In this respect the experience of the onset of illness is probably similar to that of many of the other traumatic events which change our lives — the loss of a loved one, the loss of work or breakdown in relationship. There is the deep desire to put things back the way they were, alongside a knowledge that this is not possible, the facing of an unknown and unwanted future.
Two major factors clearly affected my attitude towards this new situation. The one is that I was assured at an early stage that, although we could not estimate the timescale, I could hope to get better. The other is the fact that I was affected by an illness which appeared to be flavour of the month in the popular press, attracting all sorts of wild comment. I was greatly helped by a doctor who kept my eyes simply on the road to recovery: here I was and I just had to get on and deal with it.
Everything was underpinned by the lack of energy which I described above. The need to manage the energy I had became central. I did not have the energy to cope with anything of a negative or upsetting nature, so I gave no scope to such thoughts. The clear message of the illness was that I could not ignore or fight against it. This was so commanding I would have to go with it, wherever it was taking me.
Given the situation, I resolved to pull out of the experience anything of good that was in it. This time could be put to my benefit, or, through resisting, I could allow it to warp my life — it would be up to me. I consider it a mercy that I was spared the tendency, which more energy might have provided, to allow worry to rush in, to try to work out the future or to go on in my own strength.
Dealing with Illness
I was given a very real sense of contentment. Many people, having reached the end of their own resources, would be able to say the same. In the loss of my own strength I found a nearness to God such as I would never have imagined. From experiencing these limits and being carried by the Lord, there developed a complete reliance on His strength with an increased sense of the reality and necessity of it. In place of choice or decisions about what to do with my life there is a deep conviction that our lives are not our own.
This has at least two aspects: the comfort of being loved and provided for by God as one of His children; and a renewed sense of duty to do what we can for the Lord as the purpose of living. There is the sense of confidence which comes from knowing that we have a Lord who knows us through and through, nothing hidden, and who loves us. This gives freedom to take risks in living for Him, knowing that He knows our heart and motives. There was the conviction spoken to my heart at those times when my mind might have strayed into worry that, whatever happens, "it doesn't matter"; what would matter is what I let this do to me.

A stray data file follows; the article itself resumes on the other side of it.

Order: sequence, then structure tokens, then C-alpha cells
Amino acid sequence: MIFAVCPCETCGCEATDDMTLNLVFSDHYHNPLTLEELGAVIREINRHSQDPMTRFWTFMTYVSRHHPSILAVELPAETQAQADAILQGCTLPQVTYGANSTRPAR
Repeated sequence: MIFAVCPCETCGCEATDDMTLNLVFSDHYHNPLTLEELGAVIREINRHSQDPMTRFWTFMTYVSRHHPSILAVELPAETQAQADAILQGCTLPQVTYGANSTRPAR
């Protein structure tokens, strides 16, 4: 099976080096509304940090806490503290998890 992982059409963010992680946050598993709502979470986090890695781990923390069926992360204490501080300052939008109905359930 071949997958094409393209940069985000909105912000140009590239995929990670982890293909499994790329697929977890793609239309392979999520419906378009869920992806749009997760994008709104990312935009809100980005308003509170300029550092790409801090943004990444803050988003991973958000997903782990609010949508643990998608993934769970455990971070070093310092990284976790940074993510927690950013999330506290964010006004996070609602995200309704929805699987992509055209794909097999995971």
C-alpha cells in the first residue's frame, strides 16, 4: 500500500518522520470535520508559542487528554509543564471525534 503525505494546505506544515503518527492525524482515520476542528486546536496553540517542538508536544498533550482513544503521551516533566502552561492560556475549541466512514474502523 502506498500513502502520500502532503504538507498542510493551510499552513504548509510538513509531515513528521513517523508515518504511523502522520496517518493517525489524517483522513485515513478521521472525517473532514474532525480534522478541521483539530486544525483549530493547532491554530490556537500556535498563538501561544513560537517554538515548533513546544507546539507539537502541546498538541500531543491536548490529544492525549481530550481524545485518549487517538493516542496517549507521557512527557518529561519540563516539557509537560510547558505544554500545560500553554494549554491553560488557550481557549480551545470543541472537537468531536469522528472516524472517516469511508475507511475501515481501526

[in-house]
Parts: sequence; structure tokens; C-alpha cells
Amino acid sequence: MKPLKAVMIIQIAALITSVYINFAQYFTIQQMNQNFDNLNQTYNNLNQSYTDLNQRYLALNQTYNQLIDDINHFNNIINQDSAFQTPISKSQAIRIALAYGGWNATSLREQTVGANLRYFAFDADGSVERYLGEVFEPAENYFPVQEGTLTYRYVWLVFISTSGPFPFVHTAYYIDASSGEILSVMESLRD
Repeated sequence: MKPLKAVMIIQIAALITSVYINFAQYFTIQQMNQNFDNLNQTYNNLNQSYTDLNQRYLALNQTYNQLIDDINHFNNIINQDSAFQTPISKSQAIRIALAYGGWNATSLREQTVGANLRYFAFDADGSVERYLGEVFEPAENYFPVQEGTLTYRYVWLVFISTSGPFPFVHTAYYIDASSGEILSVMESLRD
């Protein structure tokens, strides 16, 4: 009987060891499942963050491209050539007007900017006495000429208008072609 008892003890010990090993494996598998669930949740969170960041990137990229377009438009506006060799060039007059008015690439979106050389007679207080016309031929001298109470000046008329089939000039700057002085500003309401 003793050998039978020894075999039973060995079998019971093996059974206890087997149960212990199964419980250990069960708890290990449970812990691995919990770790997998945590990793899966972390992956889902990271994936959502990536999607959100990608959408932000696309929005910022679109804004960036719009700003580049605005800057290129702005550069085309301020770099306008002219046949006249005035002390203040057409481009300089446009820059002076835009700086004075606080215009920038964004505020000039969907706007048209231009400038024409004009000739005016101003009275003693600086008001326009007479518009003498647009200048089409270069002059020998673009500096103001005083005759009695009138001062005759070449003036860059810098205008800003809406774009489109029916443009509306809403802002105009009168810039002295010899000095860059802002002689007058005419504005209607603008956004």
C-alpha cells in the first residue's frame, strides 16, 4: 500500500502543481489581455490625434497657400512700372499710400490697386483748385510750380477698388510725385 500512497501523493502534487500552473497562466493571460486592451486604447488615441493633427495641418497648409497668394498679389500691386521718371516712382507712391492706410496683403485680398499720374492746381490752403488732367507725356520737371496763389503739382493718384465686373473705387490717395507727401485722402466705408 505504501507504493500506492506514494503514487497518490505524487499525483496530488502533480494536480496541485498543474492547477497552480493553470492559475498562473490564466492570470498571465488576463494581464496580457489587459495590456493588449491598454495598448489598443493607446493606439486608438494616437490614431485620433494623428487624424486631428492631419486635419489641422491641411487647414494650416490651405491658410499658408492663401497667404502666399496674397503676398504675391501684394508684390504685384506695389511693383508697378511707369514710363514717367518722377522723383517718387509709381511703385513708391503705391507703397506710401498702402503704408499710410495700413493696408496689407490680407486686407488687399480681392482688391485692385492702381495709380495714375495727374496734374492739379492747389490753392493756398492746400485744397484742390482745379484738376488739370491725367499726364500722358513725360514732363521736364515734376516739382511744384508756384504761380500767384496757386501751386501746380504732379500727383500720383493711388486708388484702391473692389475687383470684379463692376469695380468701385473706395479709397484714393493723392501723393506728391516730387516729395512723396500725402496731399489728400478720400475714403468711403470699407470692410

First, I was given a confidence that, eventually, everything would be alright. Then, when so much had been swept away and having seen the passing nature of things, there was a deep knowledge that in life little matters — beyond becoming the people God wants us to be. Alongside this, it was impressed on me with fresh meaning that "sufficient to the day is the evil thereof". I may have had the strength to deal with today; the demands of tomorrow were a matter for tomorrow. And, from personal knowledge of the character of God, came the awareness that He had allowed what was happening and from his knowledge of me would not permit more than I could endure — when the doubts would threaten to overtake me I could resist them, for when hardest pressed I knew most clearly the assurance that I would cope.
Later, as I inched forward towards better health and eventually a return to work, I was afraid in case I should move out of His will, with increased energy be more likely to run on in my own direction. I have found that, with prayer, I have simply had to push at open doors as circumstances have provided for me. And I can say at this stage with great confidence, God is good.
God and Others